Some schoolboy memories stand out vividly; others lie in the background of the mind, vague, and at times entirely forgotten. One memory I have not forgotten stems from working after school hours to earn a bit of pocket money. These jobs included paper runs, washing medicine bottles and delivering orders for a city chemist.
One I particularly enjoyed involved working as message boy for a well-known florist. In my capacity as the florist’s message boy, I trundled around the city on my florist’s bike, replete with front frame and wicker basket, taking flowers, wreaths, and bouquets to a wide variety of locations.
Among the many places I visited was a well-known Catholic convent. At the time it was home to an order of contemplative nuns. I never really entered the convent. The flowers were delivered to a grille near the front door, attached to which was a bell that I duly pressed. A voice met me and on request I passed whatever I was delivering through the space provided. I never gave it a great deal of thought. What teenage boy does? But over the years I have often wondered what lay beyond that impenetrable shutter.
Now, thanks to the writings of members of such contemplative orders, I find myself being ushered into those previously inaccessible communities and introduced to the life and insights of the monks and nuns who inhabit them.
Thomas Merton’s invitation to enter his Trappist Monastery happened when I received his The Sign of Jonas for a birthday present. It occurred again when I read The Intimate Merton, a condensed edition of his now famous journals edited by Patrick Hart and Jonathon Montaldo. Patrick Hart was Merton’s secretary and general editor of Merton’s Journals; Jonathon Montaldo is Director of the Thomas Merton Centre at Bellarmine College, United States.
The editors tell us: “When Merton was born in on January 31, 1915 in Prades, France, only the small-cloistered joy of his parents greeted his first sound. When he disappeared from view, accidentally electrocuted in Bangkok, Thailand, on December 10, 1968, his death was noted by millions and merited a front-page obituary in the New York Times. In fifty-three years he had written himself in large letters and with indelible ink on his century’s Book of Life.”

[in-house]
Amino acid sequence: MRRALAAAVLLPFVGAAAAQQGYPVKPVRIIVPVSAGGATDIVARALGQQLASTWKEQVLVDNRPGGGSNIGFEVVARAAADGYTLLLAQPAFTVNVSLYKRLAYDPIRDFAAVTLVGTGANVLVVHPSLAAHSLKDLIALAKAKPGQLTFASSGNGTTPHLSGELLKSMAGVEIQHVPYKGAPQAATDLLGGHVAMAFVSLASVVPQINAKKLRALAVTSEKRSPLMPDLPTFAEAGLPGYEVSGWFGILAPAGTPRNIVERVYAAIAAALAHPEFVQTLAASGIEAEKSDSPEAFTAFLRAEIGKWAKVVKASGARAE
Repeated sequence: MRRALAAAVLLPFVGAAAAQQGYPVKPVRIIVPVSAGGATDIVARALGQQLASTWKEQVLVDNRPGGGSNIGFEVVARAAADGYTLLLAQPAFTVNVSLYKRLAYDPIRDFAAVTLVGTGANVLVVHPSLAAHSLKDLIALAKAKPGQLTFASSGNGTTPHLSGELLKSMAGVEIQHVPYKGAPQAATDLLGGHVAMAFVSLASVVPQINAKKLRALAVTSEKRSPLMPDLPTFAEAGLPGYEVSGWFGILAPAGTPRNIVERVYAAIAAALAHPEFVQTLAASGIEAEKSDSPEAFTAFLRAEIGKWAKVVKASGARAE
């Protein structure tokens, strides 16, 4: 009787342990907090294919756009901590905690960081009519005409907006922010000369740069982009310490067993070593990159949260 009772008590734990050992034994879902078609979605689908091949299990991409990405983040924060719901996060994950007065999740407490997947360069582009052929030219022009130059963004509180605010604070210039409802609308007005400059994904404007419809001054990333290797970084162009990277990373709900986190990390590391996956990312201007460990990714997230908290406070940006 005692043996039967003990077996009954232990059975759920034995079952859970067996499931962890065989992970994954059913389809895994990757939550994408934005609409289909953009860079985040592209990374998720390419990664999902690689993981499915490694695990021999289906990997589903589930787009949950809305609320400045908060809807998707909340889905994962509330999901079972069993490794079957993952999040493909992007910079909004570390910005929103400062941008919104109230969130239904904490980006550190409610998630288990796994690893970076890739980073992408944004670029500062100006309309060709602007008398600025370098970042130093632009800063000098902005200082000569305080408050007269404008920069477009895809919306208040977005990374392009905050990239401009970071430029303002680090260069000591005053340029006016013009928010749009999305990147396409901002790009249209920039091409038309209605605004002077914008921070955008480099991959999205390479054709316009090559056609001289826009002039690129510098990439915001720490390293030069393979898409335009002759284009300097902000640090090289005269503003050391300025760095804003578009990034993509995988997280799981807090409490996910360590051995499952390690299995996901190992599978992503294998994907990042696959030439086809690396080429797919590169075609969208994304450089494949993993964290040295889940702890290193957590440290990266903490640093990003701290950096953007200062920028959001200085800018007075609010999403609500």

Their selection is part of the extensive literature Merton wrote during his lifetime. It was this writing that both bound him to God and revealed his world to us. In these journals of “confession and witness” we comprehend as much about our world and ourselves as we do about Merton and his.
What did I learn as I walked into Merton’s contemplative world?
I immediately realised I was not an inquisitive stranger, walking through a formerly inaccessible space, but a pilgrim sharing a journey with someone who, more often than not, saw the journey more clearly than I do. I also discovered the primacy of mercy and grace.
Merton had a genius for honesty. He acknowledged his contradictions, his poverty of spirit, his wrestling with human love, his need for affection and intimacy. He never claimed to have or be the answer to the spiritual life. He freely acknowledged walking up innumerable side roads in his spiritual journey.
Not, for him, the “I’m pressing on the upward way, new heights I’m gaining everyday,” sort of spirituality that often manifests itself in the evangelical environment we inhabit. Rather, he lamented losing his way and expressed sadness at his constant evasions of the Divine will.
This honesty led him to seek the mercy of God. When he entered, as a novice, the new monastic community at Gethsami, his first abbot, Dom Frederic Dunne, asked him, “What is it you seek?” to which he answered, “The mercy of God.”
His whole life was lived relying on that mercy. Whether Merton knew or read our own monkish poet, James K. Baxter, he would certainly have affirmed Baxter’s portrayal of Jesus in his 1969 poem, Song:
“My love was only a working man
And now he is God on high;
I have left my books and my bed and
To follow him till I die.
‘Truth’ – he said, and ‘Love’ – he said
But his purest word was – ‘Mercy’”
It is more than 60 years now since I first took those flowers to the shuttered convent and left, mildly wondering what was behind that forbidding grille. A large part of those years I have spent in the monastery of ministry.
I realise now how, inadvertently, much of my ministerial life was built round pleasing God and others by incessant activity, moralistic evasions of the realities of my humanity and an unconscious reliance on good works to please the Almighty. Yet, all the time, “his purest word was Mercy.”
It took an open door into the contemplative world of a Trappist monk to remind me of what, deep down, I’ve always known yet not always acknowledged: At the heart of any truly satisfying spirituality lies honesty, mercy and grace.
– Tom Cadman